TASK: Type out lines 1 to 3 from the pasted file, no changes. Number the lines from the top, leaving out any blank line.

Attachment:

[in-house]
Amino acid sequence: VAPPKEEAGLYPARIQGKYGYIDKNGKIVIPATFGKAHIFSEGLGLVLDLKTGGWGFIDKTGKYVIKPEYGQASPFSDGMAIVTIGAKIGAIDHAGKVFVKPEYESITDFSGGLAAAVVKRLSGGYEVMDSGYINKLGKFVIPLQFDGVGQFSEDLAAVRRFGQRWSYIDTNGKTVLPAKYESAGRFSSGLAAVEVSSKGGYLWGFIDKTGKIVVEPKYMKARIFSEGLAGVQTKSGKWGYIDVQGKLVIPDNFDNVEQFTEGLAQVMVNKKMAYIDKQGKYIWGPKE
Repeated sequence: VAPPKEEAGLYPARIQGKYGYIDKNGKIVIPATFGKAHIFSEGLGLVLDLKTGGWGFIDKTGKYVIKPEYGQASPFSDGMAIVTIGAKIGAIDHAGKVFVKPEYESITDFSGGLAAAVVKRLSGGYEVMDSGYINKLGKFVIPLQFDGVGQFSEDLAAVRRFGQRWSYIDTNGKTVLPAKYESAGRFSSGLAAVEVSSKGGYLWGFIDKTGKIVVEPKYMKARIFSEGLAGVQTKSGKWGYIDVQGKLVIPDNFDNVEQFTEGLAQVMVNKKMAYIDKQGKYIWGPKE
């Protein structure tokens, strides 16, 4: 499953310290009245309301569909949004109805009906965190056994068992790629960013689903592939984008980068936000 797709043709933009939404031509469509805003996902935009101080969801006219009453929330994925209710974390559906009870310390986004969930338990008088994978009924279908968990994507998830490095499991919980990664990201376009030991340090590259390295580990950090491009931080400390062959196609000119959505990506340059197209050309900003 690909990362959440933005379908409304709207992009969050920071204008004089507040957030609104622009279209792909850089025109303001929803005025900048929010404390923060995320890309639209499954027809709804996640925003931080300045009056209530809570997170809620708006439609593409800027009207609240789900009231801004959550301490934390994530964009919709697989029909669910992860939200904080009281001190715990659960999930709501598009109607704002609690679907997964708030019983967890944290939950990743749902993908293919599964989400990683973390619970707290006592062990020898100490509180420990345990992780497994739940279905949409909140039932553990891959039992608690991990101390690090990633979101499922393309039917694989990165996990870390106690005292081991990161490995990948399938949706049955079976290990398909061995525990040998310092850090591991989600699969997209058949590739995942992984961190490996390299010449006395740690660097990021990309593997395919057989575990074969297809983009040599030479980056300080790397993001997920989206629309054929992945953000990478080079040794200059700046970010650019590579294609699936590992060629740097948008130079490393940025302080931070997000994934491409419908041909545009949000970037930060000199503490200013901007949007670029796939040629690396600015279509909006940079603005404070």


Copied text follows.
[in-house]
Amino acid sequence: VAPPKEEAGLYPARIQGKYGYIDKNGKIVIPATFGKAHIFSEGLGLVLDLKTGGWGFIDKTGKYVIKPEYGQASPFSDGMAIVTIGAKIGAIDHAGKVFVKPEYESITDFSGGLAAAVVKRLSGGYEVMDSGYINKLGKFVIPLQFDGVGQFSEDLAAVRRFGQRWSYIDTNGKTVLPAKYESAGRFSSGLAAVEVSSKGGYLWGFIDKTGKIVVEPKYMKARIFSEGLAGVQTKSGKWGYIDVQGKLVIPDNFDNVEQFTEGLAQVMVNKKMAYIDKQGKYIWGPKE
Repeated sequence: VAPPKEEAGLYPARIQGKYGYIDKNGKIVIPATFGKAHIFSEGLGLVLDLKTGGWGFIDKTGKYVIKPEYGQASPFSDGMAIVTIGAKIGAIDHAGKVFVKPEYESITDFSGGLAAAVVKRLSGGYEVMDSGYINKLGKFVIPLQFDGVGQFSEDLAAVRRFGQRWSYIDTNGKTVLPAKYESAGRFSSGLAAVEVSSKGGYLWGFIDKTGKIVVEPKYMKARIFSEGLAGVQTKSGKWGYIDVQGKLVIPDNFDNVEQFTEGLAQVMVNKKMAYIDKQGKYIWGPKE